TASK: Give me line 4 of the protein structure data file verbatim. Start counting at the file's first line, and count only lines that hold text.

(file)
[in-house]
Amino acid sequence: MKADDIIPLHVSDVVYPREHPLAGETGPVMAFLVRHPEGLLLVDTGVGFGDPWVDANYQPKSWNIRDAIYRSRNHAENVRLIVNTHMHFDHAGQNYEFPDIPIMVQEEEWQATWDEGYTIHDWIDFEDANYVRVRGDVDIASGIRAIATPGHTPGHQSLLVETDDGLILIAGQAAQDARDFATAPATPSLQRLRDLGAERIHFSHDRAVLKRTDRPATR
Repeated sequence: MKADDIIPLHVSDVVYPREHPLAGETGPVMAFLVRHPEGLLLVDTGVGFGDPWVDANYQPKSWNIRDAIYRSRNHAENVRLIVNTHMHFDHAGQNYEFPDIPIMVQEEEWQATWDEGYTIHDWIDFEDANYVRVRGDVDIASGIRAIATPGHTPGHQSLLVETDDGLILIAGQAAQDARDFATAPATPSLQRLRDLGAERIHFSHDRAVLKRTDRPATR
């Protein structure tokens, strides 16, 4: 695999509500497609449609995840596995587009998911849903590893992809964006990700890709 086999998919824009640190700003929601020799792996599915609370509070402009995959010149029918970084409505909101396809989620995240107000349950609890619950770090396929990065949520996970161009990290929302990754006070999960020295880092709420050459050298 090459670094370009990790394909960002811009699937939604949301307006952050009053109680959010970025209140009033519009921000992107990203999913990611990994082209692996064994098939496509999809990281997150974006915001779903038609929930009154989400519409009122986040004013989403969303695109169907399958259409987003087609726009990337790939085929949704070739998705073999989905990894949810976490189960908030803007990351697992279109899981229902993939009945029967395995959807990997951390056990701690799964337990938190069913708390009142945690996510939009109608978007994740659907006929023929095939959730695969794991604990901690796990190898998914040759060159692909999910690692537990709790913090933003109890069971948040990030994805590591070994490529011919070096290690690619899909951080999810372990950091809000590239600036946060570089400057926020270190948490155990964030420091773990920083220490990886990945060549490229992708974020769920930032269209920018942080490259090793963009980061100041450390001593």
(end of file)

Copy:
């Protein structure tokens, strides 16, 4: 695999509500497609449609995840596995587009998911849903590893992809964006990700890709 086999998919824009640190700003929601020799792996599915609370509070402009995959010149029918970084409505909101396809989620995240107000349950609890619950770090396929990065949520996970161009990290929302990754006070999960020295880092709420050459050298 090459670094370009990790394909960002811009699937939604949301307006952050009053109680959010970025209140009033519009921000992107990203999913990611990994082209692996064994098939496509999809990281997150974006915001779903038609929930009154989400519409009122986040004013989403969303695109169907399958259409987003087609726009990337790939085929949704070739998705073999989905990894949810976490189960908030803007990351697992279109899981229902993939009945029967395995959807990997951390056990701690799964337990938190069913708390009142945690996510939009109608978007994740659907006929023929095939959730695969794991604990901690796990190898998914040759060159692909999910690692537990709790913090933003109890069971948040990030994805590591070994490529011919070096290690690619899909951080999810372990950091809000590239600036946060570089400057926020270190948490155990964030420091773990920083220490990886990945060549490229992708974020769920930032269209920018942080490259090793963009980061100041450390001593």